出版时间：2009-1 出版社：世界图书出版公司 作者：哈斯蒂 页数：533
The field of Statistics is constantly challenged by the problems that science and industry brings to its door. In the early days, these problems often came from agricultural and industrial experiments and were relatively small in scope. With the advent of computers and the information age, statistical problems have exploded both in size and complexity. Challenges in the areas of data storage, organization and searching have led to the new field of "data mining"; statistical and computational problems in biology and medicine have created "bioinformatics." Vast amounts of data are being generated in many fields, and the statistician's job is to make sense of it all: to extract important patterns and trends, and understand "what the data says." We call this learning from data.The challenges in learning from data have led to a revolution in the statistical sciences. Since computation plays such a key role, it is not surprising that much of this new development has been done by researchers in other fields such as computer science and engineering.The learning problems that we consider can be roughly categorized as either supervised or unsupervised. In supervised learning, the goal is to predict the value of an outcome measure based on a number of input measures; in unsupervised learning, there is no outcome measure, and the goal is to describe the associations and patterns among a set of input measures.
The learning problems that we consider can be roughly categorized as either supervised or unsupervised. In supervised learning, the goal is to predict the value of an outcome measure based on a number of input measures; in unsupervised learning, there is no outcome measure, and the goal is to describe the associations and patterns among a set of input measures.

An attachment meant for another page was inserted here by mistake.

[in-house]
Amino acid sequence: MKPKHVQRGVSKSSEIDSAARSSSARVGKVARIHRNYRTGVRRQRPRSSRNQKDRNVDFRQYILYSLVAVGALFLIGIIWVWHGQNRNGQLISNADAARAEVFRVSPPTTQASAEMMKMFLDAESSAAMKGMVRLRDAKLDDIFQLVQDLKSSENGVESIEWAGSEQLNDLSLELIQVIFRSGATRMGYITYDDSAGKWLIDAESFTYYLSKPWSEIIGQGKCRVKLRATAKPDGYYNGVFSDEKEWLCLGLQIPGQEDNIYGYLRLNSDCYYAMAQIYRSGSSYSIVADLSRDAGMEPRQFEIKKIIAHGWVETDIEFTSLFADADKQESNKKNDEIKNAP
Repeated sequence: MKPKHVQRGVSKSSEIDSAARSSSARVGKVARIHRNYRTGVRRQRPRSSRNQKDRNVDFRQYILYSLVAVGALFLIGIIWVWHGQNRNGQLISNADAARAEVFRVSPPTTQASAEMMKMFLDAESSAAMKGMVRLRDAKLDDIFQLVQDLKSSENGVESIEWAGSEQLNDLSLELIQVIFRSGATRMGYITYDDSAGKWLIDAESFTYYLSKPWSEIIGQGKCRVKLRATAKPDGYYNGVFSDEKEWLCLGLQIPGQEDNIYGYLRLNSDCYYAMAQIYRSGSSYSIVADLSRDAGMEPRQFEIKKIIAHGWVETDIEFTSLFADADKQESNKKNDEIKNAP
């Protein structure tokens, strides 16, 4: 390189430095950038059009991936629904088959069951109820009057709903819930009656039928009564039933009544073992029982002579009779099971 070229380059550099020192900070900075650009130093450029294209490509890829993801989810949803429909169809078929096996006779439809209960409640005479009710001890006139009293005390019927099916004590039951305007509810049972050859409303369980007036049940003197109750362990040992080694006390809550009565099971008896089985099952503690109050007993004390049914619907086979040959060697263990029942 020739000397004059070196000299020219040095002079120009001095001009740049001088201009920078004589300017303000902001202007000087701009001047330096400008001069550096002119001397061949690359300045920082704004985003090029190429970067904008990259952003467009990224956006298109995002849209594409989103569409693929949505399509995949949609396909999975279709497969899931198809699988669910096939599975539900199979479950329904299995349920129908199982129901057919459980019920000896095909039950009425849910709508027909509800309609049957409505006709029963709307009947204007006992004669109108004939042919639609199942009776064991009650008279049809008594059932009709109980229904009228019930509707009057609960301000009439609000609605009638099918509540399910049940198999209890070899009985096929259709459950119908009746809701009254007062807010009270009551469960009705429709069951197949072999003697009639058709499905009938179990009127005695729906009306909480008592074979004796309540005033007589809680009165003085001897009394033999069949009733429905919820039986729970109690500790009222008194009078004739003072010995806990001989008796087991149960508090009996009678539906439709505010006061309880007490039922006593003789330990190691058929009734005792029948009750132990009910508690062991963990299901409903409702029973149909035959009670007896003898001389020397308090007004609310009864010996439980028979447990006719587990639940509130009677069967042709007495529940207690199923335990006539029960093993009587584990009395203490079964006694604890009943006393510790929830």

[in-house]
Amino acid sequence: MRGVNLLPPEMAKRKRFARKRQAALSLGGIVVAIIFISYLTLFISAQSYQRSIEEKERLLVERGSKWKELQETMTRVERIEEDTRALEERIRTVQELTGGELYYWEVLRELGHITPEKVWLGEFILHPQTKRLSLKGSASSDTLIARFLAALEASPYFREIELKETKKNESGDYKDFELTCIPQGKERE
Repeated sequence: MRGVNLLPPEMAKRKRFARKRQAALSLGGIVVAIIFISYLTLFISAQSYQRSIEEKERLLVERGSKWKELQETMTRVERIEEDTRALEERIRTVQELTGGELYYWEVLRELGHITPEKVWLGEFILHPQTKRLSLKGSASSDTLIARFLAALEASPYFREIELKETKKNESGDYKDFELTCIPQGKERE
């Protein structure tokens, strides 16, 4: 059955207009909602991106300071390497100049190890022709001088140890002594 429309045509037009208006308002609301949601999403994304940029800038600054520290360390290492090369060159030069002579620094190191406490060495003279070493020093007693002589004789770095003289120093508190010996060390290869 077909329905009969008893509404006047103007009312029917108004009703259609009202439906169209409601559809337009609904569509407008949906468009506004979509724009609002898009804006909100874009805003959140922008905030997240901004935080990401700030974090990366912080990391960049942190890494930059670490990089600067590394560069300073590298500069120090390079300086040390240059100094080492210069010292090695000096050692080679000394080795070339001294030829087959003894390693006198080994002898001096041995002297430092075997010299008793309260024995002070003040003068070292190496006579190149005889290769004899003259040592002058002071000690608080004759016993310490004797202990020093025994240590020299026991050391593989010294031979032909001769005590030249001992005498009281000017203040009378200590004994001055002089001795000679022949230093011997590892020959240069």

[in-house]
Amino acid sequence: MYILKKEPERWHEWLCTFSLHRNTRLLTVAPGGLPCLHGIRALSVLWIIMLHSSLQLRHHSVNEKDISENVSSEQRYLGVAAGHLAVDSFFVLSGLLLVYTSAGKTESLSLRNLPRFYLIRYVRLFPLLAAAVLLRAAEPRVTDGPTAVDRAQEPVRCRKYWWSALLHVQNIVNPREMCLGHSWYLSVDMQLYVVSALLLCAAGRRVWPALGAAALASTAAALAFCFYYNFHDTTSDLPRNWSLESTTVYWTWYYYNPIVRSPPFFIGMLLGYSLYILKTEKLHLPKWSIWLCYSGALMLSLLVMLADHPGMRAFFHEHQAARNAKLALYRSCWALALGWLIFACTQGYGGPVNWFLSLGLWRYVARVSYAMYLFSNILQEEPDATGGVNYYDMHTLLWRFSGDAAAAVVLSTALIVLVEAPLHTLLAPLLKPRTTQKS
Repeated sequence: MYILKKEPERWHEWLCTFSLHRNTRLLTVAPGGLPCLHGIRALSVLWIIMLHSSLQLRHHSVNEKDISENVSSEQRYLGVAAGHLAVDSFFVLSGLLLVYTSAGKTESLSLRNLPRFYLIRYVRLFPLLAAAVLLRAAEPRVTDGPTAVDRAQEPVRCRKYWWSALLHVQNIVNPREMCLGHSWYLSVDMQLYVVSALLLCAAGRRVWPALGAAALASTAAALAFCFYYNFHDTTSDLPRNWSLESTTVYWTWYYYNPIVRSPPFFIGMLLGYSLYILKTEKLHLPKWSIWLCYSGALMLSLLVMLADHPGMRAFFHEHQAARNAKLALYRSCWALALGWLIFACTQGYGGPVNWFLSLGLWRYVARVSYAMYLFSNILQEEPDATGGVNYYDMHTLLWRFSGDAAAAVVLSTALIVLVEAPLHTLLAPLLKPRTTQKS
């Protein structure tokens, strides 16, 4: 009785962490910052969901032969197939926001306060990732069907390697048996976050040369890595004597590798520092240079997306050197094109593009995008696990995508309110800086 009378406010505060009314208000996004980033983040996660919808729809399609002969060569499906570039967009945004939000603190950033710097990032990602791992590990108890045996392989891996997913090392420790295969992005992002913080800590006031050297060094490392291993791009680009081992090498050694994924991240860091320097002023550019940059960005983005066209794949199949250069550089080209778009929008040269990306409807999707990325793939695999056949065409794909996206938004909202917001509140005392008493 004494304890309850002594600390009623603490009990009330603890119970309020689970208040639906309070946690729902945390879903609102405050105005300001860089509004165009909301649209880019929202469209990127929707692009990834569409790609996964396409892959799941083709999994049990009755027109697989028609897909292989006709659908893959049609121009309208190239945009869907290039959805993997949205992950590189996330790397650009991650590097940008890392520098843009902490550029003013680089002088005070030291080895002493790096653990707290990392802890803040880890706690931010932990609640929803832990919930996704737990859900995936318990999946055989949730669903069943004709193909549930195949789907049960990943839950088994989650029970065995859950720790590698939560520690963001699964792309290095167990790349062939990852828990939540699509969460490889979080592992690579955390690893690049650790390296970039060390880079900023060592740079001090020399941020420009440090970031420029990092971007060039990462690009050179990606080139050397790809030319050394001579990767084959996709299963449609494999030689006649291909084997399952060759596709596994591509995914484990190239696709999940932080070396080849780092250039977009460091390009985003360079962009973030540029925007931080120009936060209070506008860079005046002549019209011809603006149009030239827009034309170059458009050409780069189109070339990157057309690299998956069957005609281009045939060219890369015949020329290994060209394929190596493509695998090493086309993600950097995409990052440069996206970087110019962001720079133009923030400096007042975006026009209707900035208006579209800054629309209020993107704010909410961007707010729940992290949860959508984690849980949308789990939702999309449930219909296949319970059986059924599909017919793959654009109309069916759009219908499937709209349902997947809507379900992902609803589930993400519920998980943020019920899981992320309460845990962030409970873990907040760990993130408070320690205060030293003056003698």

Preface1 Introduction Overview of Supervised Learning2.1 Introduction2.2 Variable Types and Terminology2.3 Two Simple Approaches to Prediction: Least Squares and Nearest Neighbors2.3.1 Linear Models and Least Squares2.3.2 Nearest-Neighbor Methods2.3.3 From Least Squares to Nearest Neighbors2.4 Statistical Decision Theory2.5 Local Methods in High Dimensions2.6 Statistical Models, Supervised Learning and Function Approximation2.6.1 A Statistical Model for the Joint Distribution Pr(X,Y)2.6.2 Supervised Learning2.6.3 Function Approximation2.7 Structured Regression Models2.7.1 Difficulty of the Problem2.8 Classes of Restricted Estimators2.8.1 Roughness Penalty and Bayesian Methods2.8.2 Kernel Methods and Local Regression2.8.3 Basis Functions and Dictionary Methods2.9 Model Selection and the Bias-Variance TradeoffBibliographic Notes Exercises 3 Linear Methods for Regression3.1 Introduction3.2 Linear Regression Models and Least Squares 3.2.1 Example：Prostate Cancer3.2.2 The Ganss-Markov Theorem3.3 Multiple Regression from Simple Univariate Regression3.3.1 Multiple Outputs3.4 Subset Selection and Coefficient Shrinkage3.4.1 Subset Selection3.4.2 Prostate Cancer Data Example fContinued)3.4.3 Shrinkage Methods3.4.4 Methods Using Derived Input Directions3.4.5 Discussion：A Comparison of the Selection and Shrinkage Methods3.4.6 Multiple Outcome Shrinkage and Selection 3.5 Compntational ConsiderationsBibliographic NotesExercises 4 Linear Methods for Classification4.1 Introduction4.2 Linear Regression of an Indicator Matrix4.3 Linear Discriminant Analysis4.3.1 Regularized Discriminant Analysis4.3.2 Computations for LDA 4.3.3 Reduced-Rank Linear Discriminant Analysis 4.4 Logistic Regression4.4.1 Fitting Logistic Regression Models4.4.2 Example：South African Heart Disease4.4.3 Quadratic Approximations and Inference4.4.4 Logistic Regression or LDA74.5 Separating Hyper planes4.5.1 Rosenblatt's Perceptron Learning Algorithm4.5.2 Optimal Separating Hyper planesBibliographic NotesExercises 5 Basis Expansions and Regularizatlon5.1 Introduction5.2 Piecewise Polynomials and Splines5.2.1 Natural Cubic Splines5.2.2 Example: South African Heart Disease (Continued) 5.2.3 Example: Phoneme Recognition5.3 Filtering and Feature Extraction5.4 Smoothing Splines5.4.1 Degrees of Freedom and Smoother Matrices5.5 Automatic Selection of the Smoothing Parameters5.5.1 Fixing the Degrees of Freedom5.5.2 The Bias-Variance Tradeoff5.6 Nonparametric Logistic Regression5.7 Multidimensional Splines5.8 Regularization and Reproducing Kernel Hilbert Spaces . . 5.8.1 Spaces of Phnctions Generated by Kernels5.8.2 Examples of RKHS5.9 Wavelet Smoothing5.9.1 Wavelet Bases and the Wavelet Transform5.9.2 Adaptive Wavelet FilteringBibliographic NotesExercisesAppendix: Computational Considerations for SplinesAppendix: B-splinesAppendix: Computations for Smoothing Splines6 Kernel Methods6.1 One-Dimensional Kernel Smoothers6.1.1 Local Linear Regression6.1.2 Local Polynomial Regression6.2 Selecting the Width of the Kernel6.3 Local Regression in Jap6.4 Structured Local Regression Models in ]ap6.4.1 Structured Kernels6.4.2 Structured Regression Functions6.5 Local Likelihood and Other Models6.6 Kernel Density Estimation and Classification6.6.1 Kernel Density Estimation6.6.2 Kernel Density Classification6.6.3 The Naive Bayes Classifier6.7 Radial Basis Functions and Kernels6.8 Mixture Models for Density Estimation and Classification 6.9 Computational ConsiderationsBibliographic Notes Exercises7 Model Assessment and Selection7.1 Introduction7.2 Bias, Variance and Model Complexity7.3 The Bias-Variance Decomposition7.3.1 Example: Bias-Variance Tradeoff7.4 Optimism of the Training Error Rate7.5 Estimates of In-Sample Prediction Error7.6 The Effective Number of Parameters7.7 The Bayesian Approach and BIC7.8 Minimum Description Length7.9 Vapnik Chernovenkis Dimension7.9.1 Example (Continued)7.10 Cross-Validation7.11 Bootstrap Methods7.11.1 Example (Continued)Bibliographic NotesExercises8 Model Inference and Averaging8.1 Introduction8.2 The Bootstrap and Maximum Likelihood Methods8.2.1 A Smoothing Example8.2.2 Maximum Likelihood Inference8.2.3 Bootstrap versus Maximum Likelihood8.3 Bayesian Methods8.4 Relationship Between the Bootstrap and Bayesian Inference8.5 The EM Algorithm8.5.1 Two-Component Mixture Model8.5.2 The EM Algorithm in General8.5.3 EM as a Maximization-Maximization Procedure 8.6 MCMC for Sampling from the Posterior8.7 Bagging8.7.1 Example: Trees with Simulated Data8.8 Model Averaging and Stacking8.9 Stochastic Search: BumpingBibliographic NotesExercises9 Additive Models, Trees, and Related Methods9.1 Generalized Additive Models9.1.1 Fitting Additive Models9.1.2 Example: Additive Logistic Regression9.1.3 Summary9.2 Tree Based Methods 10 Boosting and Additive Trees11 Neural Networks12 Support Vector Machines and Flexible Discriminants13 Prototype Methods and Nearest-Neighbors14 Unsupervised LearningReferencesAuthor IndexIndex